15.Not everyone has access to the Internet, so the Government also produces information leaflets setting out people’s rights and obligations, which they can order free of charge. Media campaigns via radio, television, newspapers and magazines focus attention on major topics such as childcare or incapacity for work.

16.Finally, members of the public can call the Ministry of Social Affairs and Employment free of charge for further information and clarification of their rights and obligations. They may also submit their queries in an e‑mail or letter, which will be answered in accordance with the standards set by the National Ombudsman.

E. Dissemination of racial and discriminatory material through the Internet

17.The Committee recommended that the Netherlands continue its efforts to prevent the dissemination of racist propaganda, including by enforcing appropriate legislation, and providing education on and awareness‑raising of this phenomenon.

18.The Dutch Government shares the Committee’s concerns about the dissemination of racist and discriminatory material on the Internet. The reasons behind the large number of complaints submitted to the Internet Discrimination Hotline (MDI) include the fact that more and more people are using the Internet in general and are aware of the existence of the MDI and the fact that, as a relatively anonymous medium, the Internet is attractive to a large number of racist individuals and groups.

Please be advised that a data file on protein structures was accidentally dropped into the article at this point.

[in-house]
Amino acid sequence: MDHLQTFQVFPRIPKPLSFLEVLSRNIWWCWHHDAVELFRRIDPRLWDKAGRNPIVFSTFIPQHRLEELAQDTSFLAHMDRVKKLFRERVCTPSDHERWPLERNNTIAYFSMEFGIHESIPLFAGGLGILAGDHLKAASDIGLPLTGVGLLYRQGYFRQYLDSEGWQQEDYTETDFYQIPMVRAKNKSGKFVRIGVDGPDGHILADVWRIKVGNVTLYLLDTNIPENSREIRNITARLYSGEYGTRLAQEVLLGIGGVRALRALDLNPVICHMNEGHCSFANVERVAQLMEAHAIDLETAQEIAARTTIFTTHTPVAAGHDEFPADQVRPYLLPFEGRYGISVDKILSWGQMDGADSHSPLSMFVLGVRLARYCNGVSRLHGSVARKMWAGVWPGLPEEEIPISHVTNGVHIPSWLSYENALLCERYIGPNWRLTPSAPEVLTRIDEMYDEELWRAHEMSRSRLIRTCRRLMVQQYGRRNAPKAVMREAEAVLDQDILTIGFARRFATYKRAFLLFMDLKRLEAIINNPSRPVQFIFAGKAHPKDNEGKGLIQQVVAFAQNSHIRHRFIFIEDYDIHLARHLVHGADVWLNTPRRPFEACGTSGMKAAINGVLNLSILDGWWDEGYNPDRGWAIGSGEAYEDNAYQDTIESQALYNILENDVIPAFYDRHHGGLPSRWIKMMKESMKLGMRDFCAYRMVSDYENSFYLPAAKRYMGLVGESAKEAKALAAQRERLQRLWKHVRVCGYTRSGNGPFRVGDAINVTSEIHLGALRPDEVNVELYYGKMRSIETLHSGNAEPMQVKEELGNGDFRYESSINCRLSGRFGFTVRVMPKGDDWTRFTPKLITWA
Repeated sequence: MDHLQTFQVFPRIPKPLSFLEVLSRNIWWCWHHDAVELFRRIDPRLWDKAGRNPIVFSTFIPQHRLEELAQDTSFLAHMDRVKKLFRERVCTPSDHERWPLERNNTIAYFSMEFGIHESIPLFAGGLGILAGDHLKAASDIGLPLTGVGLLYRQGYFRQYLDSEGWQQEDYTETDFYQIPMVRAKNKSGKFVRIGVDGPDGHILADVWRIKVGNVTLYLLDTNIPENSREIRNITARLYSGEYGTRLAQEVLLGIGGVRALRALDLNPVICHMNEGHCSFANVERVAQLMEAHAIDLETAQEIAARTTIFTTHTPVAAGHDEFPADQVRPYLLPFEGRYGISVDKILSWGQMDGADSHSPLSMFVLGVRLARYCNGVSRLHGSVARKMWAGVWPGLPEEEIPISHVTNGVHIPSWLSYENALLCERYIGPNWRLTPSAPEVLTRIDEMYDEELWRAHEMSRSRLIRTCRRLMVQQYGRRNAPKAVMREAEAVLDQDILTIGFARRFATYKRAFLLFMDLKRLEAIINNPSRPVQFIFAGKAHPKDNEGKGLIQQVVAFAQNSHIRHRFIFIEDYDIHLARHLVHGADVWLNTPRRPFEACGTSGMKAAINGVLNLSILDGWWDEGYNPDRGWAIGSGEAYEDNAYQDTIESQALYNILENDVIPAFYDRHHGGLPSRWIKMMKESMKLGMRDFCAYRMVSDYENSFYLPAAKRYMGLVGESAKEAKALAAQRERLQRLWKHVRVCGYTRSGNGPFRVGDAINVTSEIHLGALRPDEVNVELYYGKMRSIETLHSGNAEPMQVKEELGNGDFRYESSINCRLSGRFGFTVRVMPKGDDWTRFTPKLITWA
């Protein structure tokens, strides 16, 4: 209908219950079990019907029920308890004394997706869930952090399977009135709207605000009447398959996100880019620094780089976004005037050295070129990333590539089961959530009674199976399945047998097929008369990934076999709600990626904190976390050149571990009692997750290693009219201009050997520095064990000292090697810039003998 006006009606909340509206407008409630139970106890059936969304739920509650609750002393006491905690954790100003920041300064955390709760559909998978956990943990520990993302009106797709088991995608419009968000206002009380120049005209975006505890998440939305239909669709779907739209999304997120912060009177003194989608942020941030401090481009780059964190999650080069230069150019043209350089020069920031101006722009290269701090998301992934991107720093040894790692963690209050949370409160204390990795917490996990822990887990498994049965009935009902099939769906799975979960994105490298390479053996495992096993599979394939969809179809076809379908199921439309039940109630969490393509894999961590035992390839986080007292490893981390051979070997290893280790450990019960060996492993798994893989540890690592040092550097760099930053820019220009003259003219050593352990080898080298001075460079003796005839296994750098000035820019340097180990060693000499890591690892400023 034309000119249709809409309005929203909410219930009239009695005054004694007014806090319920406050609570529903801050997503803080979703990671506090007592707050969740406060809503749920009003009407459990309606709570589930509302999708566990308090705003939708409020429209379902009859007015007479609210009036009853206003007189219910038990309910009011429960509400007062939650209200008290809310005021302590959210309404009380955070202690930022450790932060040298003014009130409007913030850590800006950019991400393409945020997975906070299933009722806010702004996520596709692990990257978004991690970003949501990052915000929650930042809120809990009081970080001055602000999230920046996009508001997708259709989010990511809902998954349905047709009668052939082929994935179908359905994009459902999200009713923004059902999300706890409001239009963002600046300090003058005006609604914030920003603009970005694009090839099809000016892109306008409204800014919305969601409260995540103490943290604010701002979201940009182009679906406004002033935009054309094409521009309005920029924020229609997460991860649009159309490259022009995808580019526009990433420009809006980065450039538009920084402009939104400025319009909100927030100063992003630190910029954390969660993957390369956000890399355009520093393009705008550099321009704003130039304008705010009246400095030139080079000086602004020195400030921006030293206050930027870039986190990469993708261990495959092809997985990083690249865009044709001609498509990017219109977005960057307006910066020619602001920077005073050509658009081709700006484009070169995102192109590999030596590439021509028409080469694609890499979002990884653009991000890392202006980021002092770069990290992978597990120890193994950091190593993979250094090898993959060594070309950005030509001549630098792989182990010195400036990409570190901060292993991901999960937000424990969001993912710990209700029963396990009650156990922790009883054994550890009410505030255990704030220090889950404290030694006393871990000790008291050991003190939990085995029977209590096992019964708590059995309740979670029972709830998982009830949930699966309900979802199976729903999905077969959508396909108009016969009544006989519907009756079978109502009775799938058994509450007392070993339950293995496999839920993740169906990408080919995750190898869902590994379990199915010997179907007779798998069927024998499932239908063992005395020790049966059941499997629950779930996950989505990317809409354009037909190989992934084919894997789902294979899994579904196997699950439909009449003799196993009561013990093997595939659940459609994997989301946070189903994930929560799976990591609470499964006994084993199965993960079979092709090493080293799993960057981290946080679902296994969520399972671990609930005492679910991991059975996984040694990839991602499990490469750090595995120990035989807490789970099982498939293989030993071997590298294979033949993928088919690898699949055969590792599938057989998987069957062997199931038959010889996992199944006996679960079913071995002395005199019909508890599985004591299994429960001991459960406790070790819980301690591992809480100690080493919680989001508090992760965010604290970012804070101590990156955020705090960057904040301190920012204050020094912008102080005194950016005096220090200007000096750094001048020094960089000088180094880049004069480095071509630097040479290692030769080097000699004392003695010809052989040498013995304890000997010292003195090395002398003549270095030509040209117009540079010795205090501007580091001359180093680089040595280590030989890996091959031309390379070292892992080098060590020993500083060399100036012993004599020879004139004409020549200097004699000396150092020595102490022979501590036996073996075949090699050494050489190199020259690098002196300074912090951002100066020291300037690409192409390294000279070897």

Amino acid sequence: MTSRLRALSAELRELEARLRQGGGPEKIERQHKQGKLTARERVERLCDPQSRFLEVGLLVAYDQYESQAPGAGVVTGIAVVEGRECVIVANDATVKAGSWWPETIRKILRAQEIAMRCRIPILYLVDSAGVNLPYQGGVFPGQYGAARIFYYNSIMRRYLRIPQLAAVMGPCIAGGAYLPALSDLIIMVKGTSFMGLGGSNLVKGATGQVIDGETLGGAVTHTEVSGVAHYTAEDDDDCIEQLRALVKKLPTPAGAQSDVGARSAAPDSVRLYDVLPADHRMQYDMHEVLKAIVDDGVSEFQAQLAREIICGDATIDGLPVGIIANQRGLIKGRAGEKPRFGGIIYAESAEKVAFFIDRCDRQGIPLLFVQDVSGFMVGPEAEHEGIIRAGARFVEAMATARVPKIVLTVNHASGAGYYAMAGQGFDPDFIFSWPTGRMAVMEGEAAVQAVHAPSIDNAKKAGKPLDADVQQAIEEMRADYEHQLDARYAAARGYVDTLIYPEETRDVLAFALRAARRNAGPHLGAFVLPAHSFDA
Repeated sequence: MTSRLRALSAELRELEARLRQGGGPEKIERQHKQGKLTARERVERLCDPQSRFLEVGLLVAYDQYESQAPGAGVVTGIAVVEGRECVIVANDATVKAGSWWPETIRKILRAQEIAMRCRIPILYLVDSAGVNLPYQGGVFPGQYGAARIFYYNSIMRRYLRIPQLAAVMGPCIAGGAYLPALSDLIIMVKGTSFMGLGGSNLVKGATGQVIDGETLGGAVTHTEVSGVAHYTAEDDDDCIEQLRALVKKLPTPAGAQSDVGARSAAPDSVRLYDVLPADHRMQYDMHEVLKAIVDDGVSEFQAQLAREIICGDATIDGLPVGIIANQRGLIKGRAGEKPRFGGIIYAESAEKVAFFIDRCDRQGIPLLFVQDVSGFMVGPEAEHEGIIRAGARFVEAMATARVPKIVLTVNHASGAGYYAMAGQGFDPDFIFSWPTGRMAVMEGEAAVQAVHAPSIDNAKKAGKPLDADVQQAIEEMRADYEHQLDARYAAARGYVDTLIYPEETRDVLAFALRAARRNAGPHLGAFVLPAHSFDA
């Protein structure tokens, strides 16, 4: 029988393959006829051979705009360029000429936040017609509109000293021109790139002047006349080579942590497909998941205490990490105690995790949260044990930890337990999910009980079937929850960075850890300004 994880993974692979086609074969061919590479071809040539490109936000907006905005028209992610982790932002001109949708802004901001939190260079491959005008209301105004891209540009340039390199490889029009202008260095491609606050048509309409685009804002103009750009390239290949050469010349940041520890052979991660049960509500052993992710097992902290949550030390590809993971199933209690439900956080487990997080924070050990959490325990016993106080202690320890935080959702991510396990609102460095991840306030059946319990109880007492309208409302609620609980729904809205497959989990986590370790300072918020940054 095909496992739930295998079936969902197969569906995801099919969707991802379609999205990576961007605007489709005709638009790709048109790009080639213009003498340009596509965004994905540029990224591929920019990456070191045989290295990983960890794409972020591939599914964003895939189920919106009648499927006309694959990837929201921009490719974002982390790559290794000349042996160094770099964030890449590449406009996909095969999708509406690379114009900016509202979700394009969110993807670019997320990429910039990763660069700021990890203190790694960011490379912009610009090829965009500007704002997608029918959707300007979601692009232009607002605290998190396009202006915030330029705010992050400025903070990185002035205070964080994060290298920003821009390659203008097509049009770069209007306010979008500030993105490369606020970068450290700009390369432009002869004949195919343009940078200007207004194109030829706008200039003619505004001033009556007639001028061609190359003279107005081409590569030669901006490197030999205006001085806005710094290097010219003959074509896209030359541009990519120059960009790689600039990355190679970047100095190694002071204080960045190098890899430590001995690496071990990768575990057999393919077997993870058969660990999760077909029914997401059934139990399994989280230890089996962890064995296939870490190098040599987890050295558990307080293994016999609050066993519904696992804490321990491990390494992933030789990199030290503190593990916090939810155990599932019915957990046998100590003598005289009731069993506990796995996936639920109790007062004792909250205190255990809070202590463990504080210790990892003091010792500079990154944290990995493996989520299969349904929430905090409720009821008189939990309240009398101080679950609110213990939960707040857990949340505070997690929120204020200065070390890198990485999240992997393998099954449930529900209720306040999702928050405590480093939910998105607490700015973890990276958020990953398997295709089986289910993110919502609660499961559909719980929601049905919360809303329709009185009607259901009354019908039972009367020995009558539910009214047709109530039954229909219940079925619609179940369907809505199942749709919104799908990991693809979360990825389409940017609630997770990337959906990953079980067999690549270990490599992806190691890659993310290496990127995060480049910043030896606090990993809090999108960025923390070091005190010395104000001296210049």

19.In the period immediately after the murder of filmmaker Theo van Gogh in November 2004, the Internet was swamped with xenophobic messages, both from people who thought that the spread of Islam should be stopped and from people expressing their satisfaction at the murder and at the fact that the “jihad in the Netherlands” had begun. The exact number of racist websites and news groups is unfortunately unknown.

20.According to its 2005 annual report, the MDI recorded 1,289 individual instances of discriminatory utterances, most of which were posted on interactive websites such as web forums and weblogs, the majority on Dutch sites in Dutch.

21.In terms of the groups targeted, utterances directed against Muslims saw a sharp increase and for the first time since the inception of the MDI, Islamophobia was the biggest category, at 371. The number of reports of messages expressing hatred of “immigrants” and “foreigners”, using these terms, also rose sharply, as did the number of reports of Afrophobia (175 instances) and discrimination against Moroccans (186 instances). At 56, the number of reports of discrimination against Turks saw a slight increase. Anti‑Semitic utterances (302) and, to a lesser extent, discriminatory remarks about the ethnic Dutch (38) fell slightly in number in 2005.

22.In 2005 96 per cent of offensive utterances were removed after a request by the MDI. This high percentage and the large number of racist comments removed by site moderators before the MDI had spotted them online (14 per cent of the total) suggest there is considerable willingness to keep websites free of discriminatory content. The MDI reported seven cases to the police in 2005.